Jan Biggles Hanzlík was born in Prague, he studied history at the Philosophical Faculty of the Charles University. He had various occupations: journalist, photographer, translator, screenwriter, and writer. For almost ten years he was the chief editor of historical revue Memory and History published by the Institute for the Study of Totalitarian Regimes. At this moment he is a freelance screenwriter.

Łukasz Jasina has a Ph.D in Film Studies (Polish Academy of Sciences). He graduated from Law Studies, History and Journalist Studies at John Paul II Catholic University of Lublin. He spent two Fellowships in Harvard Ukrainian Institute and Toronto University. He was Head of the Eastern branch and publicist in internet weekly "Kultura Liberalna“ and assistant professor at John Paul Ii Catholic University of Lublin and Head of International Department in Polish History Museum. Łukasz Jasina is an author of few hundred publications. He is currently employed at the Polish Institute of International Affairs.

Kalle Kallio is an expert on labour history and difficult heritage, including remembering Finnish Civil War 1918. Since 2005, he has worked as a museum director in The Finnish Labour Museum, which is a national museum of working life and social history. Museum has two branches: Museum of the Deaf and Lenin Museum, renewed in summer 2016. He also acts as a chairman of Worklab (International Association of Labour Museums).

Pavlína Kvapilová is Czech presenter, independent producer, consultant and social media strategist. Later she headed special coverage at CT24, all news channel of Czech TV. Pavlína and her team introduced social media to news, created and shaped interactive formats like Hyde Park CT24. Pavlína then became Director of Czech TV New Media Division.  Her heart project is called Elegantní Česko – Elegant Czechs. It explores the heritage of so called First Republic (Czechoslovakia 1918-38) and inspires wide public to create and adopt modern forms of good old know-how - in fashion, manners, business habits, lifestyle as the whole.

Václav Kuneš teaches Czech language and literature and History at the Grammar school of J. V. Jirsík in České Budějovice. He specializes in methods of modern history teaching. He worked with his students on historical projects about the Holocaust in Slovakia and Poland. He also participated in international projects within Comenius and Erasmus Plus programmes. He organizes historical excursions for his students both in the Czech Republic and abroad as well as discussions with witnesses of historical events.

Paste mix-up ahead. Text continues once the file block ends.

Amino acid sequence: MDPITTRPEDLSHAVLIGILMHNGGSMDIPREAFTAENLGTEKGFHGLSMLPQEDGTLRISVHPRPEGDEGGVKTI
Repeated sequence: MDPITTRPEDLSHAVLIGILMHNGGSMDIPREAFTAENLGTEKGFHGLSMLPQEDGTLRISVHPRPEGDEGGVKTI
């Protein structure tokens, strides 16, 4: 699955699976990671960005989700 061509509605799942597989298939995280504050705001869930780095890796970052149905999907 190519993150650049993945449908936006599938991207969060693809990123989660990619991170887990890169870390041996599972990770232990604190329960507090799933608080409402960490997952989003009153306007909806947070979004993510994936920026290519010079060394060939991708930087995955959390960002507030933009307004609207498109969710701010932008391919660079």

Miroslav Michela, PhD. is working as historian at the Institute of Czech History, Faculty of Arts at the Charles University and Institute of History, Slovak Academy of Sciences. Miroslav is a co-founder and former editor-in-chief of journal (2007-2013). His main fields of academic interest include 20th-century history, popular culture and nationalism studies, and politics of memory, with a focus on Czechoslovakia and East-Central Europe.

Christoph Prantner is a Senior Editor for the Austrian daily Der Standard in Vienna. He holds a master's degree in Philosophy, Political Science and History (University of Vienna and University of California Los Angeles/UCLA). Mr. Prantner writes since 1997 for Der Standard. In 2001 he worked as a Reporter for Die Welt in Berlin, in 2007 he was the first U.S.-Austrian Journalism Exchange Fellow at USA Today in Washington D.C. From 2007 until 2013 he was Head of the Foreign Desk at Der Standard. Since July 2013 he runs the opinion pages at the paper and writes political commentaries, essays and a well-read blog. He has been a contributor for the BBC, Al-Jazeera, Europäische Rundschau, Internazionale, EAST Magazine and Reczpospolita.

Machteld Venken, PhD is a Belgian Historian and Slavist. She received her PhD from the Catholic University in Leuven (KU Leuven), Belgium. After running a research project at Warsaw University in Poland, she joined the University of Vienna. Most recently, she edited the volume Borderland Studies Meets Child Studies. A European Encounter (2017).